Enchanting Silver Quilling by Astari G. Swatantri

I have long admired quilling, but I had never tried this wonderful form of art before until I had an opportunity to participate in the Silver Quilling Certification training at the Art Clay Headquarters in Japan, I had zero expectations. I was so lucky to have Ms. Motoko Maggie Nakatani, a renowned quilling artist, as my teacher. She was also the curriculum supervisor of the certification program. (Top Image: Astari’s award winning piece from the Silver Accessories Contest: “DoPositive” combines many metal clay techniques including silver quilling. Click image to enlarge.)

Quilling is a technique to manipulate strips of paper. We can create a paper element by rolling a paper strip into a coil, then securing its end with glue and shaping it further using fingers. An arrangement of elements can form a simple or intricate pattern to create objects like jewelry and mini figures, as well as to adorn surfaces on items such as boxes and frames. Another name for quilling is ‘paper filigree’, pretty obvious as its look resembles the traditional metal filigree work.

There is not clear information when exactly the art of quilling started. However, some of the earliest quilling works came from Renaissance period. Using the leftover of gilded paper of books, the nuns and monks in monasteries in Italy and France created quilling art which adorned books and religious items of sacred art pieces. (Image: Quilled Reliquary from the end of the 18th century.)

Then, in the 18th century, quilling became the activity of the royal and higher class ladies. The range of works varied from a small tea caddy to a large cabinet. Different objects were intentionally created with quilling in mind, for example, a wooden container with decreased surfaces to glue the quilling elements on. Quilling art can appear on its own, or in combination with another form of art such as embroidery work.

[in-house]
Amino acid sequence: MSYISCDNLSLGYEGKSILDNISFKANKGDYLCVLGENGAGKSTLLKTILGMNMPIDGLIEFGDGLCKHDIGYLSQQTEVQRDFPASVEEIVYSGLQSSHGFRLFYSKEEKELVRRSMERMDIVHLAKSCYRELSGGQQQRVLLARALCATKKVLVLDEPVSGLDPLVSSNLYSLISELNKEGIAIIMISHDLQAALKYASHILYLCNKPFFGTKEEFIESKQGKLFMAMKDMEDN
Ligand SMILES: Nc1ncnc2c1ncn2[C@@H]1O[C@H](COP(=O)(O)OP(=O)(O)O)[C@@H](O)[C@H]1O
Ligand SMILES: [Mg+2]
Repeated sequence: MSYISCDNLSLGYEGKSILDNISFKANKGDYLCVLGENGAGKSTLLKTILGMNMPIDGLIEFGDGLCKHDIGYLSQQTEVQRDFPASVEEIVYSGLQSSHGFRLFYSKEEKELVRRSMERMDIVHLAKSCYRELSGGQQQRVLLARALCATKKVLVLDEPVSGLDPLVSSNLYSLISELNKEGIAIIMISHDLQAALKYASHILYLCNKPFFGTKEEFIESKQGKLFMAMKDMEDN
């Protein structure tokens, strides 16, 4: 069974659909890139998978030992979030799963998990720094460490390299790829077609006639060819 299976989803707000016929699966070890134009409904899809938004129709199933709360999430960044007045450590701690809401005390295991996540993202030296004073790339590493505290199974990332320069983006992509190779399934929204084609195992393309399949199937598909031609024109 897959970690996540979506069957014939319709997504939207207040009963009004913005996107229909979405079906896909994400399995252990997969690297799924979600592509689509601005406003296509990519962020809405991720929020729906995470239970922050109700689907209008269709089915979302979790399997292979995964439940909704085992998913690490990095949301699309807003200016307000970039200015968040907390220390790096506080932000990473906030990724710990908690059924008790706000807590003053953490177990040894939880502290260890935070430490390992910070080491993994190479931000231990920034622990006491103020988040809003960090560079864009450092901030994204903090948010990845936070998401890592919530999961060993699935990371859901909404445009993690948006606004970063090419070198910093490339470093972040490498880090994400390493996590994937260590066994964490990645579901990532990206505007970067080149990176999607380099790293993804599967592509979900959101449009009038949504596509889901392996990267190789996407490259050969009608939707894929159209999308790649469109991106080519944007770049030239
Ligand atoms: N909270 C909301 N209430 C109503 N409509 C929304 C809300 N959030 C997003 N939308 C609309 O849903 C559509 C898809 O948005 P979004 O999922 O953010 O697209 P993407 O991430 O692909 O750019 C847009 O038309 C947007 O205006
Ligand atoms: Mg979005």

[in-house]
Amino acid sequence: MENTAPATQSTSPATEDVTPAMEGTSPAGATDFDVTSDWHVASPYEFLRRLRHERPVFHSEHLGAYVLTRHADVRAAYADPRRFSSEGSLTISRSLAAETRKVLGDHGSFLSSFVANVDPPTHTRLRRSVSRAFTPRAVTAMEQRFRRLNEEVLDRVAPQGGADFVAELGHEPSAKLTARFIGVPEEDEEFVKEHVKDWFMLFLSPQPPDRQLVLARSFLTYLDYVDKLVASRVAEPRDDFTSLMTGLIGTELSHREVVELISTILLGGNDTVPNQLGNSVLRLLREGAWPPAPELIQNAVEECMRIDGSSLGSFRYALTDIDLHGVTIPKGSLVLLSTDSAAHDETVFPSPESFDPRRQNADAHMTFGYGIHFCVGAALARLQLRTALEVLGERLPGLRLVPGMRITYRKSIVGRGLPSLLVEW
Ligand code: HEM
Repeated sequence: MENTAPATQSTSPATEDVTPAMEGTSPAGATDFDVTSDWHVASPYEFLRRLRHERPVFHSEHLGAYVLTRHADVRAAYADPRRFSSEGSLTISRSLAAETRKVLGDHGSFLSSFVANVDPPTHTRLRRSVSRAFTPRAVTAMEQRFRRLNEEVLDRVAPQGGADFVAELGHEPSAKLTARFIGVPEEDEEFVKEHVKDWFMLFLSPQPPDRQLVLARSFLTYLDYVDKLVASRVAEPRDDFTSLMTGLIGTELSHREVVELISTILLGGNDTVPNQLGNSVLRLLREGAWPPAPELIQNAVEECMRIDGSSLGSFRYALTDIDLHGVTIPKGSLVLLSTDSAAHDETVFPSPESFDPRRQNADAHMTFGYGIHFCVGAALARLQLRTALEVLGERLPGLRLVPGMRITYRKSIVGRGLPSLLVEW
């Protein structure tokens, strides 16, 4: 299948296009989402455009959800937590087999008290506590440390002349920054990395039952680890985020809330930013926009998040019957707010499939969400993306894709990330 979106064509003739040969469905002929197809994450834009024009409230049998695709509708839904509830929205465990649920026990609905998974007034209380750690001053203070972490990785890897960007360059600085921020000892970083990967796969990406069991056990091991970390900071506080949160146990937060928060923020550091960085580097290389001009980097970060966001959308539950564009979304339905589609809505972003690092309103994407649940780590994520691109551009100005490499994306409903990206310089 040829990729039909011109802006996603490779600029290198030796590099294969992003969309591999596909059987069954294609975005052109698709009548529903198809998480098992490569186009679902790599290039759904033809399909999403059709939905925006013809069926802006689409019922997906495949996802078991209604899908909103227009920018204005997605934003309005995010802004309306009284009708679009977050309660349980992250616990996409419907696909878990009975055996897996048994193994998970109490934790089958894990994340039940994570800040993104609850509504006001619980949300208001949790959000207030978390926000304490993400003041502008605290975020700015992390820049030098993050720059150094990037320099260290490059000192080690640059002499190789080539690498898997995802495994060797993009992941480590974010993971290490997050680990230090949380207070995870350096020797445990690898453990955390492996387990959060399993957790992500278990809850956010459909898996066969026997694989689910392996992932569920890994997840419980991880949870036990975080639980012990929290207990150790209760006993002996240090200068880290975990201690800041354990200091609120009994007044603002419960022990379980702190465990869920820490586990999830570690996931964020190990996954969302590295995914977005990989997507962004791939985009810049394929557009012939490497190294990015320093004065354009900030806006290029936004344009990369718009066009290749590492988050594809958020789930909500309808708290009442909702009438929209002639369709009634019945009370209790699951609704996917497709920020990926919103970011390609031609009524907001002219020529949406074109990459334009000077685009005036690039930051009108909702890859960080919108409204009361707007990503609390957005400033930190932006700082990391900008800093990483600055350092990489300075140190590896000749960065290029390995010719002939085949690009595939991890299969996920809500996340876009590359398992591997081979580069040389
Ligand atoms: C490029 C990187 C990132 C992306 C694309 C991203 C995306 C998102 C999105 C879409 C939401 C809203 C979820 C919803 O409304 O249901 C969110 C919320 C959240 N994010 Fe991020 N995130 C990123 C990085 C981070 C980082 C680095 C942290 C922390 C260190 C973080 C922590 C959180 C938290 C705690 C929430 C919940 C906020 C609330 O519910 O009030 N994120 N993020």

A quill was used in rolling the paper strips in the past

It’s said that in the past they used the tip of a quill to roll the paper strips, hence the name. You can indeed use a simple pin to quill, but the best tool would be a slotted tool, which can ‘lock’ the end of the paper strip while rolling. Nowadays, the slotted quilling tool and other quilling supplies are widely available for fairly economical prices. Quilling is very relaxing to do. With limitless design possibilities and charming appearance, it’s not a wonder quilling is such a popular activity.

To start quilling, you only need a few tools.

Quilling paper is readily available in different width (2.5 mm is what I’ve been using), you need a slotted quilling tool, tweezers and scissors. There are the additional tools to make quilling easier and more fun, such as different templates, designing boards, and paper crimpers.

201611-svva-silver-quilling-tools The basic tools for quilling: a pair of scissors, slotted quilling tool and tweezers. A circle template is handy for making consistent size of quilling elements.